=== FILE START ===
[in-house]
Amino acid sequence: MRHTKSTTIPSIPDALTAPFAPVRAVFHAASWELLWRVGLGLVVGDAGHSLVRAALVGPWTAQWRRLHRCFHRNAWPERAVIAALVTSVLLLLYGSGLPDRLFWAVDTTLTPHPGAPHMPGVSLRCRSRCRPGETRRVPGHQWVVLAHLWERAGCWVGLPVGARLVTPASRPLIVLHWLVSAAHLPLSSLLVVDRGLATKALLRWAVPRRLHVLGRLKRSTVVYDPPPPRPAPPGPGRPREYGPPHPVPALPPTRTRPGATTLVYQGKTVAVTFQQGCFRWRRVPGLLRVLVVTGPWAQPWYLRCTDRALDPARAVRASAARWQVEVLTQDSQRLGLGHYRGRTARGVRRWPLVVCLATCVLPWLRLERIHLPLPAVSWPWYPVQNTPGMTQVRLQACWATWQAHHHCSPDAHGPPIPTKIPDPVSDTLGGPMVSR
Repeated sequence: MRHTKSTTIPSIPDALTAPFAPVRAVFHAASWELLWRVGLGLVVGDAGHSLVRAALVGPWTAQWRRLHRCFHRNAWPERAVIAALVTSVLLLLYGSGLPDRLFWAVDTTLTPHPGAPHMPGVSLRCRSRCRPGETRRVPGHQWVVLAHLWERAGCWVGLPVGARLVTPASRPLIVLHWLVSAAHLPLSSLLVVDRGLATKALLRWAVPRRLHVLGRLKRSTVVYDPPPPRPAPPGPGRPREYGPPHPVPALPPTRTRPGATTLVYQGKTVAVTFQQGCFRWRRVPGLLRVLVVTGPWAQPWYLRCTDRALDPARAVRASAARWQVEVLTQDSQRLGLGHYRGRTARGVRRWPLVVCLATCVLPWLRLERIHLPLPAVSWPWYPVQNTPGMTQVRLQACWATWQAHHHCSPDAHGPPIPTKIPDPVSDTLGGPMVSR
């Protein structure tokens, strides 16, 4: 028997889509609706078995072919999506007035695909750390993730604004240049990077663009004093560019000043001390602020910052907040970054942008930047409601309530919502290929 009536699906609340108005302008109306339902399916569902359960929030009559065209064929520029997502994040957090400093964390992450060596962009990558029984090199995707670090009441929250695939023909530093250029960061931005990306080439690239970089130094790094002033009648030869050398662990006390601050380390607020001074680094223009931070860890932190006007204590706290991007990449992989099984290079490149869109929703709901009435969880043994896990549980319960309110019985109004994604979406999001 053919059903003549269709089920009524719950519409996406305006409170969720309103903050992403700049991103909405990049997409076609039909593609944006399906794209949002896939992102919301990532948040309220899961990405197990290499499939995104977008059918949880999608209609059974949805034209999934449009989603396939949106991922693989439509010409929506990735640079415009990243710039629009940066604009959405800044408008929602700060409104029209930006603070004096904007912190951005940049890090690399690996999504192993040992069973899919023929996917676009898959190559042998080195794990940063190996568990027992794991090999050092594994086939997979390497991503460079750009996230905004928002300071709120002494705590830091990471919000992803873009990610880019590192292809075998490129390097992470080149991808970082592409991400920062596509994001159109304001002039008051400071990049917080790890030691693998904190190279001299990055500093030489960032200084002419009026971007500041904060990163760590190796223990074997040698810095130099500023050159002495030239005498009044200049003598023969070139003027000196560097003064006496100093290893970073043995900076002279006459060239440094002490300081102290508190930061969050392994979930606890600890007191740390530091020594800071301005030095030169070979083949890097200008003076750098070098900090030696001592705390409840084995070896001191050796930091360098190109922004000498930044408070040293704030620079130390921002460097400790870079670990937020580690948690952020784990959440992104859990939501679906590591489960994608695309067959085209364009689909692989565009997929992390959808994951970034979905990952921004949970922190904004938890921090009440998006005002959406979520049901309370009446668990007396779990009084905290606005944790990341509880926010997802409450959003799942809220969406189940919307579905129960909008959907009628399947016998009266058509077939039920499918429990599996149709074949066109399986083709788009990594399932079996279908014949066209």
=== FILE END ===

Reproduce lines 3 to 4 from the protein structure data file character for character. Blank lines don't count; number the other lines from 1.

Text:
Repeated sequence: MRHTKSTTIPSIPDALTAPFAPVRAVFHAASWELLWRVGLGLVVGDAGHSLVRAALVGPWTAQWRRLHRCFHRNAWPERAVIAALVTSVLLLLYGSGLPDRLFWAVDTTLTPHPGAPHMPGVSLRCRSRCRPGETRRVPGHQWVVLAHLWERAGCWVGLPVGARLVTPASRPLIVLHWLVSAAHLPLSSLLVVDRGLATKALLRWAVPRRLHVLGRLKRSTVVYDPPPPRPAPPGPGRPREYGPPHPVPALPPTRTRPGATTLVYQGKTVAVTFQQGCFRWRRVPGLLRVLVVTGPWAQPWYLRCTDRALDPARAVRASAARWQVEVLTQDSQRLGLGHYRGRTARGVRRWPLVVCLATCVLPWLRLERIHLPLPAVSWPWYPVQNTPGMTQVRLQACWATWQAHHHCSPDAHGPPIPTKIPDPVSDTLGGPMVSR
């Protein structure tokens, strides 16, 4: 028997889509609706078995072919999506007035695909750390993730604004240049990077663009004093560019000043001390602020910052907040970054942008930047409601309530919502290929 009536699906609340108005302008109306339902399916569902359960929030009559065209064929520029997502994040957090400093964390992450060596962009990558029984090199995707670090009441929250695939023909530093250029960061931005990306080439690239970089130094790094002033009648030869050398662990006390601050380390607020001074680094223009931070860890932190006007204590706290991007990449992989099984290079490149869109929703709901009435969880043994896990549980319960309110019985109004994604979406999001 053919059903003549269709089920009524719950519409996406305006409170969720309103903050992403700049991103909405990049997409076609039909593609944006399906794209949002896939992102919301990532948040309220899961990405197990290499499939995104977008059918949880999608209609059974949805034209999934449009989603396939949106991922693989439509010409929506990735640079415009990243710039629009940066604009959405800044408008929602700060409104029209930006603070004096904007912190951005940049890090690399690996999504192993040992069973899919023929996917676009898959190559042998080195794990940063190996568990027992794991090999050092594994086939997979390497991503460079750009996230905004928002300071709120002494705590830091990471919000992803873009990610880019590192292809075998490129390097992470080149991808970082592409991400920062596509994001159109304001002039008051400071990049917080790890030691693998904190190279001299990055500093030489960032200084002419009026971007500041904060990163760590190796223990074997040698810095130099500023050159002495030239005498009044200049003598023969070139003027000196560097003064006496100093290893970073043995900076002279006459060239440094002490300081102290508190930061969050392994979930606890600890007191740390530091020594800071301005030095030169070979083949890097200008003076750098070098900090030696001592705390409840084995070896001191050796930091360098190109922004000498930044408070040293704030620079130390921002460097400790870079670990937020580690948690952020784990959440992104859990939501679906590591489960994608695309067959085209364009689909692989565009997929992390959808994951970034979905990952921004949970922190904004938890921090009440998006005002959406979520049901309370009446668990007396779990009084905290606005944790990341509880926010997802409450959003799942809220969406189940919307579905129960909008959907009628399947016998009266058509077939039920499918429990599996149709074949066109399986083709788009990594399932079996279908014949066209």